Hi, everyone! In our English and Russian Telegram channels, we sometimes get questions about why the PKT payment launch on Playkey.net requires such lengthy development. Since we’ve had to stop the release countdown several times, we’ve decided to share all the details with you.
As we introduce PKT to our platform, we’ve had to redesign the architecture of the current centralized version of Playkey and transfer many existing components to the .NET Core 2.0 platform. We had to do this in order to integrate with external software, which is necessary to be able to accept PKT. This software interacts with the global blockchain network. It goes without saying that without blockchain interaction, accepting PKT would be simply impossible. We didn’t develop this software from scratch since that would take even more time than the current approach.
We encountered unanticipated problems when switching to .NET Core 2.0. For example, the system that updates the main service components broke, which lead to unstable performance. Among those components are the component responsible for managing users’ gaming profiles and the component responsible for managing a user queue.
And due to the introduction of PKT, we had to update the mechanism for determining current active subscriptions. It turned out that under certain circumstances, users’ accounts stopped showing purchased plans.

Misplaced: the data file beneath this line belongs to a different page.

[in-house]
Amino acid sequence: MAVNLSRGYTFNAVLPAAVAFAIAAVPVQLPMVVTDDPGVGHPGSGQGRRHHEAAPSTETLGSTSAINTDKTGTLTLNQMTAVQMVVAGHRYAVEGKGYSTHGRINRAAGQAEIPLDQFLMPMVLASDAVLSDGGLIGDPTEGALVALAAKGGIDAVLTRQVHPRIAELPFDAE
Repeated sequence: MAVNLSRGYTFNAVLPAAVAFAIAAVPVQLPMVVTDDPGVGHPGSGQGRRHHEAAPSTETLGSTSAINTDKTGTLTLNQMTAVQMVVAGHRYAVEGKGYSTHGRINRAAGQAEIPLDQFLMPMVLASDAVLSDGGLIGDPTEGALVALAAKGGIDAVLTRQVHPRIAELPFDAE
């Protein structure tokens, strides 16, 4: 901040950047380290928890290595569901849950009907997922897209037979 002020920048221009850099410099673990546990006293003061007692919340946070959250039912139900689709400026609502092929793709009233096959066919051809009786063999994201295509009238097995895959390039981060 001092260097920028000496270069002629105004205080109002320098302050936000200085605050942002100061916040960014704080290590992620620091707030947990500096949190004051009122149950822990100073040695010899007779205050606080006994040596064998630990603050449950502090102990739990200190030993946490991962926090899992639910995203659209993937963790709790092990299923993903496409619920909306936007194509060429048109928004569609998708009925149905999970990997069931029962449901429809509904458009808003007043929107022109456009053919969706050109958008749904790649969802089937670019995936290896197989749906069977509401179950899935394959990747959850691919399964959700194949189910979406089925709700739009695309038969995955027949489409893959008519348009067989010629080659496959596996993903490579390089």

While testing, we discovered even more small bugs. The problem is that they don’t show up 100% of the time, meaning they take longer to find and fix. Below are several of the bugs that we already fixed this week.
- When paying for a plan with PKT, user balance didn’t change.
- An error (not enough funds) occurs under certain conditions when purchasing a plan with PKT.
- When purchasing extra time, the price is displayed in rubles.
- When trying to purchase a game with PKT, payment methods aren’t displayed. Purchasing games with PKT will be done later, but paying with fiat currency is still an option.
Although these kinds of bugs are fixed fairly quickly, the sheer number of them, the difficulty of finding them, and the need to verify the fixes takes quite a bit of time. Predicting possible problems is very difficult and we don’t want to sacrifice quality. At any rate, we’re still holding out for a June release and we’ll keep you in the loop!